Credit

NO PURCHASE NECESSARY. All rights reserved. Winner will receive an all-expense paid trip to Hollywood, California, where he or she will enjoy seven days of authentic movie magic. Working closely with a talented crew and award-winning director Carl Ingersdotter, the winner will learn exactly how a movie gets made, and even earn a spot in the credits!

“Can I yell ‘action?’”

“You can do whatever you want. You won the contest.”

No one had explained to Carl Ingersdotter exactly what the competition had been, but the powers that be had impressed upon him that an outsider on set would be great publicity. The man had probably opened the right bag of Cheetos, the right Dr. Pepper.

“This is a pretty good scene, but I feel like Georgio — big fan, by the way — needs to act a little bit more, you know what I mean?”

“A bit more what?”

“Just more.”

In the final cut, Georgio slaps his costar across her face, sending her flying. She looks to him with equal parts fear and contempt, and Georgio turns away, smoldering. He stares upward to the heavens, mournfully, and extends his palm upright, as though holding a skull.

“I did that,” A man tells his date over the frantic shushing behind them. “I made that happen.”

By the way she replies, “Mm-hmm,” he can tell she doesn’t believe him. As the credits roll and she stands up, he remains in place. “I’m going to show you my name.”

Carl Ingersdotter has his name all over everything: story, writing, design, directing, consulting. Surely someone else could get a measly Special Thanks.

“I must have missed it,” he says, as the woman, whoever she is, pulls him to his feet. He slaps her.

“Blame Ingersdotter,” he says. “It’s all his.”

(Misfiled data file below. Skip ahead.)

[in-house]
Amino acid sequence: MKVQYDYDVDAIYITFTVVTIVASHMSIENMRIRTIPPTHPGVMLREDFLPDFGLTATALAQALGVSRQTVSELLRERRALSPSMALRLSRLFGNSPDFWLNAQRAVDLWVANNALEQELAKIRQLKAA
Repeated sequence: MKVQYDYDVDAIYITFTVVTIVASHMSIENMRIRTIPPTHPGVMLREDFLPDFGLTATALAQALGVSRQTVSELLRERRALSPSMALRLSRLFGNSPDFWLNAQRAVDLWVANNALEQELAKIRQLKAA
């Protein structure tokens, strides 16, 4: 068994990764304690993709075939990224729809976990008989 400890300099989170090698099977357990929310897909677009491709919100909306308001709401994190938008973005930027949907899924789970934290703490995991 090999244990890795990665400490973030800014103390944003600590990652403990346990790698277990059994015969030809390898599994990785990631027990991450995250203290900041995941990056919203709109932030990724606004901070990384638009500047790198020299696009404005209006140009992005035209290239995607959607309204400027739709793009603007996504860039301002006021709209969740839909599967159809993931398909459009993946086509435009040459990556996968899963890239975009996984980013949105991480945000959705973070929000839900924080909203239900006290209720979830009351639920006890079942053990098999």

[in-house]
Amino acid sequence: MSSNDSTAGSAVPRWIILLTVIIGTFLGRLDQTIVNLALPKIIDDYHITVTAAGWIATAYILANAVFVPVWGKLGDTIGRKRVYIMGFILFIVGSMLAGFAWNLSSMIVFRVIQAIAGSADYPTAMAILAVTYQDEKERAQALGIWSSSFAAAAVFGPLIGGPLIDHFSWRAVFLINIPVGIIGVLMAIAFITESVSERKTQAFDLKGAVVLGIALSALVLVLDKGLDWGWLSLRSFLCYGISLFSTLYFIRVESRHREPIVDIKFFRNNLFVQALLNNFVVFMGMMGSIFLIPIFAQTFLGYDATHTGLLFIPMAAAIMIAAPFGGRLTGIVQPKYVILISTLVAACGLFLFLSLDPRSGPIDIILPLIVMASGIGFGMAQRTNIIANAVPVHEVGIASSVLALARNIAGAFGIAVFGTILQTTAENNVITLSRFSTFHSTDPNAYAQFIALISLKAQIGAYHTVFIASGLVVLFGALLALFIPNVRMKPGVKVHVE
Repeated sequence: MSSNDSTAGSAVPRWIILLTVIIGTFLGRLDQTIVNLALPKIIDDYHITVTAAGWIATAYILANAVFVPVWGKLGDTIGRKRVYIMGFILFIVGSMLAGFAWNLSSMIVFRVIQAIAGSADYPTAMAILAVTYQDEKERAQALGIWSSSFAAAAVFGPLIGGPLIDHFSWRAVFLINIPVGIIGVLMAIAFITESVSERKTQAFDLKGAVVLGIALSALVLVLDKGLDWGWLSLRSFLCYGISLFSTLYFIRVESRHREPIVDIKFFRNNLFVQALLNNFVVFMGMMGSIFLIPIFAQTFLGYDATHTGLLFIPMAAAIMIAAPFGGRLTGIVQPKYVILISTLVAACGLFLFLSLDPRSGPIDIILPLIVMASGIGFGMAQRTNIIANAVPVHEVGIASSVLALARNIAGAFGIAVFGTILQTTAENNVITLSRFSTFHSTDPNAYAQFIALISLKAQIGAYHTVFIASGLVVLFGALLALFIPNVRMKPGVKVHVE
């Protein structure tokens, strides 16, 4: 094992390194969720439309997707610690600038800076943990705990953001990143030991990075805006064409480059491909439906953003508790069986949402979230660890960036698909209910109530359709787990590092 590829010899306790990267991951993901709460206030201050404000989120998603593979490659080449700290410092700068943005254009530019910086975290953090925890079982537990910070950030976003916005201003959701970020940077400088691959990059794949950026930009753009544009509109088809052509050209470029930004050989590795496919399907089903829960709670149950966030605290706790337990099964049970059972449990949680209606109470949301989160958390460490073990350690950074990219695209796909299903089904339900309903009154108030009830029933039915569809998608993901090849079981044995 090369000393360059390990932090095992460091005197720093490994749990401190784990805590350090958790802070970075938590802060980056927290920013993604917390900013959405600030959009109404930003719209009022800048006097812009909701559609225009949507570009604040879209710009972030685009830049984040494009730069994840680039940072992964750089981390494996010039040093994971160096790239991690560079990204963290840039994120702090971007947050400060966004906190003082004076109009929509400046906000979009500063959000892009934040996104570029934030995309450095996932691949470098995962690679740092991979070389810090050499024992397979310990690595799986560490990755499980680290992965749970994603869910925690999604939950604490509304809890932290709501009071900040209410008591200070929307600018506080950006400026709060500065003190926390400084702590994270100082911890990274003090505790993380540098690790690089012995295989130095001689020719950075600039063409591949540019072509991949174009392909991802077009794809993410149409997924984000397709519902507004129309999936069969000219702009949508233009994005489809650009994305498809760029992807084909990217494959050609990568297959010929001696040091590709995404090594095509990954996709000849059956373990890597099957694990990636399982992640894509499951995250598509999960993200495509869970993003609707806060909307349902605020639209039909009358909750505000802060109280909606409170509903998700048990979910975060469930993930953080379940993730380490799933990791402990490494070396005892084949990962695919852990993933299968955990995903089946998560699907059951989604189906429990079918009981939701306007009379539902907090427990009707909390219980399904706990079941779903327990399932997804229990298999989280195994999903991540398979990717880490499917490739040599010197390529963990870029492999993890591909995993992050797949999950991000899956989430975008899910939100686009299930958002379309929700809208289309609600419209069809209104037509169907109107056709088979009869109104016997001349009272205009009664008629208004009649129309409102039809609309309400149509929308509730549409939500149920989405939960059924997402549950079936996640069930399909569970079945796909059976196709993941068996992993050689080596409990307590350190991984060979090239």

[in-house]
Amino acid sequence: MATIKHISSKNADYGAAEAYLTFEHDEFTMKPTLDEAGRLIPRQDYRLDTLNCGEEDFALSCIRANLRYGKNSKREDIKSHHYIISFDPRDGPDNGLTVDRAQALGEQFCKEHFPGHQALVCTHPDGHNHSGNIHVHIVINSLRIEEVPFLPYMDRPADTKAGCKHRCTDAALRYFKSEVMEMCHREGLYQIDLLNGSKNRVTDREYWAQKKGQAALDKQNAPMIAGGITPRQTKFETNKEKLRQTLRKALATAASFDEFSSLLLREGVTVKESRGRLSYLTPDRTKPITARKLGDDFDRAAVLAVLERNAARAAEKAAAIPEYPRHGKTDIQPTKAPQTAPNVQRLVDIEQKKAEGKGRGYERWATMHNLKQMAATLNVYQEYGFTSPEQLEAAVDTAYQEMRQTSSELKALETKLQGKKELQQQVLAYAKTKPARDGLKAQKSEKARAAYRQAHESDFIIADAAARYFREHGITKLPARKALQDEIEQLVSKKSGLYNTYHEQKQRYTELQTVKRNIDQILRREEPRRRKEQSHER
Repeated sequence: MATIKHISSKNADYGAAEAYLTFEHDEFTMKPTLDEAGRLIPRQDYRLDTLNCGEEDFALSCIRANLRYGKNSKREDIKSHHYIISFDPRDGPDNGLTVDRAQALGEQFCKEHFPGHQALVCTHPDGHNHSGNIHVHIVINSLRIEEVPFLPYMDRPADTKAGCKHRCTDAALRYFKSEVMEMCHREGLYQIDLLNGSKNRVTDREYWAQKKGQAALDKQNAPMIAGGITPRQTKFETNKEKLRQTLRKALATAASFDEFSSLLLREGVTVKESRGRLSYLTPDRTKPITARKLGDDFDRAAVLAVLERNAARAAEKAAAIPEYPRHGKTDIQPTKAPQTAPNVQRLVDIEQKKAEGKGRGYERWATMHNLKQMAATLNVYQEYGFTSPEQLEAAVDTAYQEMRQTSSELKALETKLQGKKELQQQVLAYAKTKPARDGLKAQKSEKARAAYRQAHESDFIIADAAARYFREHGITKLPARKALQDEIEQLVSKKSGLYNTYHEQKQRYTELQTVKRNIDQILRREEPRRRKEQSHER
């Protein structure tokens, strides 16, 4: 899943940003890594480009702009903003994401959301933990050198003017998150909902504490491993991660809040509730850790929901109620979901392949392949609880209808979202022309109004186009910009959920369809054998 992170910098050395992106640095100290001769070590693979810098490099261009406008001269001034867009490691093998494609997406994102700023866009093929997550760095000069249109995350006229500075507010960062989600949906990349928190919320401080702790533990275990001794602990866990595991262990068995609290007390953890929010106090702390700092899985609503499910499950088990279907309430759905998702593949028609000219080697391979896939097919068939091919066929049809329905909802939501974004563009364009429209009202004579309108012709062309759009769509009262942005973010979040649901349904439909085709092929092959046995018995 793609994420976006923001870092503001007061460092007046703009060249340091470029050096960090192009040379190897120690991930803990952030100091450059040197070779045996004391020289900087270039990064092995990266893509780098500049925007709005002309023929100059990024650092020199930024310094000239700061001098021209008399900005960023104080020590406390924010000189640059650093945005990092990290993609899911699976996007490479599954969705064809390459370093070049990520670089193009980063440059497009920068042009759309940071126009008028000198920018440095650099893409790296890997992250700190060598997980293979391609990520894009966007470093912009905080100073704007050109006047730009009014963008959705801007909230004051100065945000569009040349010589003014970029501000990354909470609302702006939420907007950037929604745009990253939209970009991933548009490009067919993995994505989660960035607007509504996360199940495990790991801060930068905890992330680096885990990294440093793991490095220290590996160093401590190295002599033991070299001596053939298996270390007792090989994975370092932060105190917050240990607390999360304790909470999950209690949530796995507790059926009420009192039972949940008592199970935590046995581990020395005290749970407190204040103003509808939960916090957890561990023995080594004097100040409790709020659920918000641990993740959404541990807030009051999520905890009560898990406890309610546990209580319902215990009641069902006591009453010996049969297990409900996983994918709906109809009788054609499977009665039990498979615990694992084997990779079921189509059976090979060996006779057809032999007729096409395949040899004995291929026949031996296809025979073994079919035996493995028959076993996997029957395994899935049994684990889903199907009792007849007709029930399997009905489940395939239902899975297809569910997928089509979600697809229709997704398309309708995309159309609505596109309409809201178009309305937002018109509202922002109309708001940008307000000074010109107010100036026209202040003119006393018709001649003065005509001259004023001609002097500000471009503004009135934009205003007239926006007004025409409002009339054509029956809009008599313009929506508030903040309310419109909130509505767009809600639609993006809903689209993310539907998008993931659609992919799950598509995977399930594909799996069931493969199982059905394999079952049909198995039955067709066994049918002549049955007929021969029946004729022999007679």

#acting, #contempt, #creep, #deception, #discovery, #fear, #jealousy, #misogyny, #self-loathing, #show-business, #ugly

Role Model

When they were children, Jill’s little sister copied every aspect of Jill. She chose her favorite foods by her sister’s inclinations. She followed every hobby — piano, karate, theater, video games, origami, track, underage drinking — and came out as lesbian, right at the same time.

“I actually am,” Jill said sternly, and her sister insisted, “I am too. You’re not the only one in the world, you know.”

Jill decided later she was bi, and when she married a man and went to live in Colorado, she expected her sister to follow along behind her somehow. When they fell out of contact, Jill took the opportunity to take up knitting and existentialism, pleased that for once her interests were her own and would remain hers. Her husband wasn’t interested in anything, and that’s why she loved him.

Her daughter was a similar blank slate. Occasionally Jill noticed the baby mimicking one of her gestures or trying to imitate her speech, but she did her best to gently discourage this behavior. She left the television on, just so the baby would have some other input. The baby had her eyes, and that was enough.

“I want to learn the piano,” her daughter said, age five. Jill frowned. “I already know how to play the piano. We don’t need two pianists in the family.”

When the girl came out as lesbian, Jill was supportive, if skeptical. “You should talk to your aunt,” she said, after a obligatory hug.

Her daughter made the call, and when she was finished, hugged her mother again. Jill wasn’t sure what was going on, but the girl, now a teenager, wouldn’t let go, and she kept saying, “I’m sorry. I’m sorry.”